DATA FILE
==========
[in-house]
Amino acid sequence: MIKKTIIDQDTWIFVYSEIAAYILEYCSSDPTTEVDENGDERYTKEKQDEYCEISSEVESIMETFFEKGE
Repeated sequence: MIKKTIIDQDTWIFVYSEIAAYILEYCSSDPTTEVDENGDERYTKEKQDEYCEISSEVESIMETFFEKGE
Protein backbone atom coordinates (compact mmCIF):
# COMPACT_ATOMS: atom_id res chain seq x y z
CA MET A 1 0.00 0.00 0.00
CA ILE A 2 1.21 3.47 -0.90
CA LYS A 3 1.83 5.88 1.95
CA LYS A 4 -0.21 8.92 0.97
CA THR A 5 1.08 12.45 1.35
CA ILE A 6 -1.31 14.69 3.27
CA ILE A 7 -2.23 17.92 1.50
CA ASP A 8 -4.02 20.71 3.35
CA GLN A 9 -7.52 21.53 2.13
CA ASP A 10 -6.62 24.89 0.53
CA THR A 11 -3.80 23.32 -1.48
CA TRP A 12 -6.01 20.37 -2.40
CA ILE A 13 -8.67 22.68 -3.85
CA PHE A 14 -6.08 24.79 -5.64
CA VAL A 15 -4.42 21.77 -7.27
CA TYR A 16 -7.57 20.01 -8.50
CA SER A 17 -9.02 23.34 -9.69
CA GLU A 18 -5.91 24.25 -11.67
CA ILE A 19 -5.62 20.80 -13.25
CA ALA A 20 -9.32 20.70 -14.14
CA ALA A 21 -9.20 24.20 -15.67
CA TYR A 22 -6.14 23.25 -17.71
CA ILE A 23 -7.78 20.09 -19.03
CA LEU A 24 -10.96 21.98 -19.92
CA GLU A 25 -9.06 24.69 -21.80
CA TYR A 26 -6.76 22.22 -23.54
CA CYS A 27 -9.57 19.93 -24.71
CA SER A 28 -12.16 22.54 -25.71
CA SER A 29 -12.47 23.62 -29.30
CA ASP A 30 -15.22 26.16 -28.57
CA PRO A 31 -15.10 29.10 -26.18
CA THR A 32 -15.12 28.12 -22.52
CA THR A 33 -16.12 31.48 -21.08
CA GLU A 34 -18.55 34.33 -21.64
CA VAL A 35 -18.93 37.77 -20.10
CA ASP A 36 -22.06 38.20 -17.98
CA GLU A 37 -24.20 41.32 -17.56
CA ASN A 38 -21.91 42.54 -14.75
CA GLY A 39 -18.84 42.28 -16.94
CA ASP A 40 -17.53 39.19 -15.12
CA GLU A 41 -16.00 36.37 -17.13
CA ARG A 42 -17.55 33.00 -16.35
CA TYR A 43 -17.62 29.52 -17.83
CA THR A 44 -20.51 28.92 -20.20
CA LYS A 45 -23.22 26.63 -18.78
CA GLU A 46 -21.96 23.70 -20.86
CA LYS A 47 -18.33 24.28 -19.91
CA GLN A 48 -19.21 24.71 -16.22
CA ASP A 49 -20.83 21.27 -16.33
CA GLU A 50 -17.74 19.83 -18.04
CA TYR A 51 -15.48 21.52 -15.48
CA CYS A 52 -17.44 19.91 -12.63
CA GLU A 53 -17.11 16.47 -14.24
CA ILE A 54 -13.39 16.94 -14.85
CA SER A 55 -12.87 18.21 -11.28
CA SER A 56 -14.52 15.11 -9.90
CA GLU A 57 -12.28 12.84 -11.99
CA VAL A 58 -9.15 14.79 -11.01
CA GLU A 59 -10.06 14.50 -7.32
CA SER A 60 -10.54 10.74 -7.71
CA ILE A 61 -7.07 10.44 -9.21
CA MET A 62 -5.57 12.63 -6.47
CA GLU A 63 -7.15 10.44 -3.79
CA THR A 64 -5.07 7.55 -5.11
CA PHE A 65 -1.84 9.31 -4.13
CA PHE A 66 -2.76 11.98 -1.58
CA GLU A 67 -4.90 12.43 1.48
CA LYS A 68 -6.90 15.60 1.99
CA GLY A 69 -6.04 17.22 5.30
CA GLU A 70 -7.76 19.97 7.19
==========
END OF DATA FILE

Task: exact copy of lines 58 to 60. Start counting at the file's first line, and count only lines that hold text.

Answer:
CA GLU A 53 -17.11 16.47 -14.24
CA ILE A 54 -13.39 16.94 -14.85
CA SER A 55 -12.87 18.21 -11.28